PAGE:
Upon returning to the United States in 1932, Zakheim’s talent was sufficiently recognized that he was hired to co-organize the Coit Tower mural project funded by the federal Public Works of Art Project. Zakheim’s painting “Library” included a fellow artist reaching for Karl Marx’s “Das Kapital,” and reflected his lifelong refusal to toe a more moderate political line for commercial reasons. Zakheim also shows this in his powerful painting of Paul Robeson being attacked by right-wing fanatics in Peekskill in 1949, and in his never before shown 1961 work, “Biography of Proletarians.”

Judaism and Radicalism

Zakheim’s radicalism emerged from his Jewish background and was inextricably linked to his powerful sense of Jewish identity. He was involved in the “First Yiddish Art Exhibition” which was held in the Fillmore at Steiner and Golden Gate Avenue in the early 1930’s. During the 1940’s when he felt that anti-Semitism in the United States was on the rise, he painted a series of remarkable works showing how Jews had helped in the Revolutionary War effort and otherwise were loyal and trustworthy Americans.

The war’s conclusion led Zakheim to become one of the first Jewish artists to portray the horrors of the Holocaust. The exhibition includes his painting of Nazi leader Adolph Eichmann, and another notes that 300 members of his family were lost in the Holocaust. He also has a powerful painting of Nazis’ surrounding a religious Jew.

Zakheim wanted Jews remaining in Europe to emigrate to Palestine, and another of his best works shows partisan Zionists leading the remnants of European Jewry to the new state of Israel. Zakheim saw Jews as part of the worldwide proletarian movement, with his “Biography of Proletarians” noted above including many Jewish figures and Hebrew writing.

Retrieving San Francisco’s Lost History

Zakheim’s works and this exhibition will be rewarding for people with no interest in San Francisco or Jewish history, but those interested in getting the feel for life for Jews and activists in the city in the 1930’s and 1940’s simply must see the show.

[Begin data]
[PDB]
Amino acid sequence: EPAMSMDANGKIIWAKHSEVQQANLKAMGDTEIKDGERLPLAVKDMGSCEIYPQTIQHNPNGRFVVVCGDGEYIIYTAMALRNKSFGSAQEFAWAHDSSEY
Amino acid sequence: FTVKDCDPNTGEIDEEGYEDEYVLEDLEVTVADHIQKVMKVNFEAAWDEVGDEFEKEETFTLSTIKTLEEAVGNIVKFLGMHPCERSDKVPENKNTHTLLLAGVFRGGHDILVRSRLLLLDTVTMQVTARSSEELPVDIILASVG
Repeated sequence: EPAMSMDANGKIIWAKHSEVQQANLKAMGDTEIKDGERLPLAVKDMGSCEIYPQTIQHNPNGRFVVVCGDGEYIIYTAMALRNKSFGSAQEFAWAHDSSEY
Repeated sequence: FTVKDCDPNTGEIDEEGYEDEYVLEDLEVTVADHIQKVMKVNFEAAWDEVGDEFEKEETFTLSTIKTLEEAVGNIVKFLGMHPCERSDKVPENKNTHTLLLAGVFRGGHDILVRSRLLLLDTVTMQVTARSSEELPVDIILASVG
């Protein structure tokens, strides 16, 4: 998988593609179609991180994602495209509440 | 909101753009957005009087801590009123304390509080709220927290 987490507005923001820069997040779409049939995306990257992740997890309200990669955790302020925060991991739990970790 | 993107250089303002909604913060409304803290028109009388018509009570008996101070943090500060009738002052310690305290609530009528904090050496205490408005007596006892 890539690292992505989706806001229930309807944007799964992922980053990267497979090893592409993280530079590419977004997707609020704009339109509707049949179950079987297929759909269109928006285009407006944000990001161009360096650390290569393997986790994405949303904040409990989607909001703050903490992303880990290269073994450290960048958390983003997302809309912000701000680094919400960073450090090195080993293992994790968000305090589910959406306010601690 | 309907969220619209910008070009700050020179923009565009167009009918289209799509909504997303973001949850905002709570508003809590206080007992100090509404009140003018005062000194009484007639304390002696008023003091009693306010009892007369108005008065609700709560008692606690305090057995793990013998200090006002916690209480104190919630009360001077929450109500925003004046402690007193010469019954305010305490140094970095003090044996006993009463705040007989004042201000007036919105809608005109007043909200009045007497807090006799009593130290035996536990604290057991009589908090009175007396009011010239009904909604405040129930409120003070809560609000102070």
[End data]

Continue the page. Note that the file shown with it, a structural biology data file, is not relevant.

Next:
For example, how many know that the Fillmore District once housed furniture factories? When Zakheim first arrived in San Francisco in the 1920’s he opened a furniture factory in the Fillmore, and two of his chairs are in the exhibition.

When Zakheim submitted a sketch for a pro-union parade float, he wrote on it, “’Bernard Zakheim’ Return to 2193 Fillmore Street.” The exhibition also includes a powerful 1934 painting titled “Waterfront Organizer” which portrays what the title states, as well as Zakheim’s portrait of legendary ILWU leader Harry Bridges. Both instantly recall the flavor of those contentious times on the city’s docks.

Rosenbaum, who curated the exhibition with Rosanna Sun, not only was connected to Zakheim because he saw his Coit Tower mural as a boy, but his book on San Francisco’s Jewish history emphasizes the community’s 1930’s and 40’s radicalism. So Rosenbaum was particularly driven to get Zakheim’s works renewed public exposure, and he and Sun have created an exhibition that exceeds all expectations.

We owe a thanks to Nathan Zakheim, the curators and the many foundations that funded this exhibition for retrieving a long lost and vital slice of San Francisco’s cultural history.

“Zakheim: The Art of Prophetic Justice” holds a public reception on October 20 at 7:00 p.m. and Fred Rosenbaum will speak at 8:00 p.m. The Center is located at 1320/1330 Fillmore Street in San Francisco.

Randy Shaw is Editor of Beyond Chron.